2003 Beef Research Report


INTRODUCTION TO LIVESTOCK RESEARCH AND EDUCATION

The Carrington Research Extension Center is proud to present this annual report of beef production research and educational activities. The objective of the collective effort represented in this publication is to offer new ideas and information which lead to greater financial returns and improved quality of life for those involved in agriculture.

The reader is encouraged to interact with faculty on topics of interest. If you have questions or comments on past research, or suggestions for future studies please e-mail or call (701) 652-2951. These proceedings are also published at the Carrington Research Extension Center website at www.ag.nodak.edu/carringt/.

Beef Research
Beef research at Carrington includes cow/calf studies and feedlot trials. The mission of the cow/calf enterprise research is to study methods of crop-livestock integration. The cow herd can add value to low cost crop residues and co-product feeds and create a more biologically and economically sustainable farming operation in an intensively cropped eco-region. Cows can lower the financial risks associated with crops-only farming. Similarly, the feedlot enterprise has been proven to be economically competitive in North Dakota when management and economies of scale are optimized. The abundant variety and quantity of feedgrains and processing co-products in the region insure competitive feed pricing for North Dakota feeders.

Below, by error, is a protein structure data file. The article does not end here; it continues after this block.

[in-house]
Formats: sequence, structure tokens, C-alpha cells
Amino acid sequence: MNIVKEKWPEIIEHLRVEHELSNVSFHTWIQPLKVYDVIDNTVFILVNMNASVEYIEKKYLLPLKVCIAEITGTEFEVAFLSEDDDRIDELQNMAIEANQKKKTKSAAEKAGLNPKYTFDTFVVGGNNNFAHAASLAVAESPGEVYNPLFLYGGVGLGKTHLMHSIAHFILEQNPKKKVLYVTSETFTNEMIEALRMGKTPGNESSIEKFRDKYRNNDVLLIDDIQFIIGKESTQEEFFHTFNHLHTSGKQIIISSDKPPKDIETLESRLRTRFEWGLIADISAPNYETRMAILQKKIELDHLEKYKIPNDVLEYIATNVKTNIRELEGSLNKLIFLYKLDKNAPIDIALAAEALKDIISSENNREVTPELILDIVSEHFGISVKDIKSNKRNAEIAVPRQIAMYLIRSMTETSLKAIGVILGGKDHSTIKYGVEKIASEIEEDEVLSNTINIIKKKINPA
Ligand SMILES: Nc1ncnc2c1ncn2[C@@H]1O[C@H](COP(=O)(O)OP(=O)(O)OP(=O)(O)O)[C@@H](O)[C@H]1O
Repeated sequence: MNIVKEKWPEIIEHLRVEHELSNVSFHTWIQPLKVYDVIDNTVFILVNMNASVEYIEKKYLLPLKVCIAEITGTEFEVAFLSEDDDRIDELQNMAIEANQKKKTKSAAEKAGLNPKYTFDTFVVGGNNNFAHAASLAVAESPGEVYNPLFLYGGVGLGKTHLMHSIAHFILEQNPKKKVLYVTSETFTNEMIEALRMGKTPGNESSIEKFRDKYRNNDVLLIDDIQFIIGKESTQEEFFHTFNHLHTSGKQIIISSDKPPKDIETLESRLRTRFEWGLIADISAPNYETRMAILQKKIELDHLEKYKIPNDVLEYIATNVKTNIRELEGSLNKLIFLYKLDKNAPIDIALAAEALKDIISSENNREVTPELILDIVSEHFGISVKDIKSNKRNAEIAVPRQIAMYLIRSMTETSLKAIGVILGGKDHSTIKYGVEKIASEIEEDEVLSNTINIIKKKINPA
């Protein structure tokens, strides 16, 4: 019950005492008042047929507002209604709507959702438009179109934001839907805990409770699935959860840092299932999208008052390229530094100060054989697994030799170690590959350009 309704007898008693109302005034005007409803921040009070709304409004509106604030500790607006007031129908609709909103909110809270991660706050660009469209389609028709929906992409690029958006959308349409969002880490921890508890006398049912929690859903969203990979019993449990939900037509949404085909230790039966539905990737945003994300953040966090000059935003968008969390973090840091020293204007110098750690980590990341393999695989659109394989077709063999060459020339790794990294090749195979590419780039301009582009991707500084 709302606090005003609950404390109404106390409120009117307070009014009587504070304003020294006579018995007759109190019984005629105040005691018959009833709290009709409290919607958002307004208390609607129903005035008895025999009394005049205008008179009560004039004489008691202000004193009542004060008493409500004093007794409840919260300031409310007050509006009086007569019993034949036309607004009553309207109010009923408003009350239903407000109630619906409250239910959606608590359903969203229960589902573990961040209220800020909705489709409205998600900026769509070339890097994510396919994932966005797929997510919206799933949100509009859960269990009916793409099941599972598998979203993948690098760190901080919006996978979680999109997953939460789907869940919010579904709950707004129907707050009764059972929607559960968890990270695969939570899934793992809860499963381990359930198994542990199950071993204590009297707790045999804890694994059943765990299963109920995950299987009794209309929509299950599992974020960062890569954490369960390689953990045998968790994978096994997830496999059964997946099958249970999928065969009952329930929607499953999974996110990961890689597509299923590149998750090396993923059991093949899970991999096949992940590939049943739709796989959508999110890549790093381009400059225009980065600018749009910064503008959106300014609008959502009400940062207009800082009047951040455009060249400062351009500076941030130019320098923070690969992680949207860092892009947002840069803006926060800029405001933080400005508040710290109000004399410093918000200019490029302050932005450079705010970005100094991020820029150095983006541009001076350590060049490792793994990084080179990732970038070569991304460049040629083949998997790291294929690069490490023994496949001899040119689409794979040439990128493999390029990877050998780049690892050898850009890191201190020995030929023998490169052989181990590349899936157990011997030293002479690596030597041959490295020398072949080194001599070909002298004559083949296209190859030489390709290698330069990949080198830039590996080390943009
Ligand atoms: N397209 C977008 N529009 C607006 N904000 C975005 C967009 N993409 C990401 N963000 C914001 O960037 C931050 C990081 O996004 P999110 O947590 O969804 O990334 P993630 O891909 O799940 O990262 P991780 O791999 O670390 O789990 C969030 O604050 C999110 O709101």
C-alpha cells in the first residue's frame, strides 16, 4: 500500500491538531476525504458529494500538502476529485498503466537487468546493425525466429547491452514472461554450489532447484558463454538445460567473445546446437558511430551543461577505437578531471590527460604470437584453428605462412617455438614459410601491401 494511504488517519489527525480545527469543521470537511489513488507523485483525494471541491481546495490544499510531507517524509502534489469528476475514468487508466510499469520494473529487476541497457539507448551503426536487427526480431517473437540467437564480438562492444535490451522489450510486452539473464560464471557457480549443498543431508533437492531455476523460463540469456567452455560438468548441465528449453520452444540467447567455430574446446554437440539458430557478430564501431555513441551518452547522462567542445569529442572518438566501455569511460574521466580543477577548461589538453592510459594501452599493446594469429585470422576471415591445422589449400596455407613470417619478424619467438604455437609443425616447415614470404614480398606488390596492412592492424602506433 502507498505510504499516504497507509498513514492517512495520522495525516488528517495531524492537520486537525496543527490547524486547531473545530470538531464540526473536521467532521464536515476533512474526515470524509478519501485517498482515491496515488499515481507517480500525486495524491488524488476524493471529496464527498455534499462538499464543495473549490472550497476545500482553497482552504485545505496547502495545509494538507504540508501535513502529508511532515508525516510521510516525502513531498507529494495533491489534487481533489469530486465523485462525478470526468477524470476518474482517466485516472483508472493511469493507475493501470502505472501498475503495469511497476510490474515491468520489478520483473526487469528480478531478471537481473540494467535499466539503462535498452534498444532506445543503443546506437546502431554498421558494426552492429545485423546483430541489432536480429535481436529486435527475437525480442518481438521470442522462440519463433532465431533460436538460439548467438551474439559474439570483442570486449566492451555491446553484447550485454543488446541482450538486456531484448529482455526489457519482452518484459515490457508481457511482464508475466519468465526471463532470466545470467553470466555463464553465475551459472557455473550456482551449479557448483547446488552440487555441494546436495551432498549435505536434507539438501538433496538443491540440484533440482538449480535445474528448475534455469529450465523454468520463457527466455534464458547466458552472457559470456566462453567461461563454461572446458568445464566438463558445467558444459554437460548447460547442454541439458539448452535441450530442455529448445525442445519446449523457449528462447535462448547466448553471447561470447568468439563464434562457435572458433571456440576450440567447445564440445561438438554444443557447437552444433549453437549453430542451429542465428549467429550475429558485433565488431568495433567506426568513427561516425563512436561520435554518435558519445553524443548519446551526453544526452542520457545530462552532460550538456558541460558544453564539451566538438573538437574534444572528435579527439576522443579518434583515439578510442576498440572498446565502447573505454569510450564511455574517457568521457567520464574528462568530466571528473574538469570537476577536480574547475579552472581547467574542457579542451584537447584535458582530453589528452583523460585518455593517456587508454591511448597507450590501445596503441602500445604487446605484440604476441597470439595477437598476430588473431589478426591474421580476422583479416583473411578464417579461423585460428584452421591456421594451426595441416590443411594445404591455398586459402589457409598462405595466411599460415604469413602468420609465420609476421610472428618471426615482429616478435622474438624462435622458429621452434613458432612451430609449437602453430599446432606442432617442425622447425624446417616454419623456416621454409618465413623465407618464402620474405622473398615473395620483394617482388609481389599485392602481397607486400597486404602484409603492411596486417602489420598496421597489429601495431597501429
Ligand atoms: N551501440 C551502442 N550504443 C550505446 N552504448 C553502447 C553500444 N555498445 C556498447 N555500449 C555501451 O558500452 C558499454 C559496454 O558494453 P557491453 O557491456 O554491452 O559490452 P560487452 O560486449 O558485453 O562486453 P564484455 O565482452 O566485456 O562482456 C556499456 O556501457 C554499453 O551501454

Bison Research
While active bison research has been terminated at the Carrington Center, we will continue to serve as a bison information point through the Bison Center of the Northern Plains. This virtual center was organized to coordinate and disseminate bison research and educational information from several departments within NDSU, and other universities throughout the United States and Canada.

Waste Management
Waste management is becoming a more visible and restrictive program that affects all livestock producers. Improving the environment of confined animals by stabilizing soil with fly ash, bedding, and providing wind protection are critical to good animal husbandry. Containing runoff is essential for permitted operations. Composting manure and determining nutrient value of manure are current program focal points.

 

Field Peas and/or Barley in Receiving Diets for Beef Calves Effects of Bedding on Feedlot Performance, Carcass Quality, and Net Return of Steers Fed During the Winter in North Dakota
Influence of Level of Flaxseed Addition and Time Fed Flaxseed on Carcass Characteristics, Sensory Panel Evaluation, and Fatty Acid Content of Fresh Beef Barley Malt Feeds for Growing Beef Calves
BeefLine Projects: Impacting the Producer at Home, Progress Report Discovering Value in North Dakota Calves: The Dakota Feeder Calf Show Feedout Project
Southwest Feeders Project: 2002 Calf Backgrounding Test Sampling and Testing Manure for Nutrient Utilization
Comparison of Corn Versus Soyhulls as a Source of Energy in Lactating Beef Cow Diets Influence of Energy Source and RDP on Intake and Digestion in Beef Steers Fed Grass Hay-based Diets
Grazing Annual Forages - Animal Performance Summary Economics of Owning vs. Share-leasing of Beef Cows in East-Central North Dakota
Preliminary Approaches for Placement and Use of Fly Ash in Livestock Facilities Feedmill Renovation and Expansion for Feedlot and Cow/Calf Research
Effects of Fly Ash Stabilized Soils in Livestock Pens on Animal Performance Interpreting Statistical Analysis

 

NDSU Vice President,
Dean and Director for Agricultural Affairs
NDSU Extension Service ND Agricultural
Experiment Station
NDSU College of Agriculture NDSU College of Human Development and Education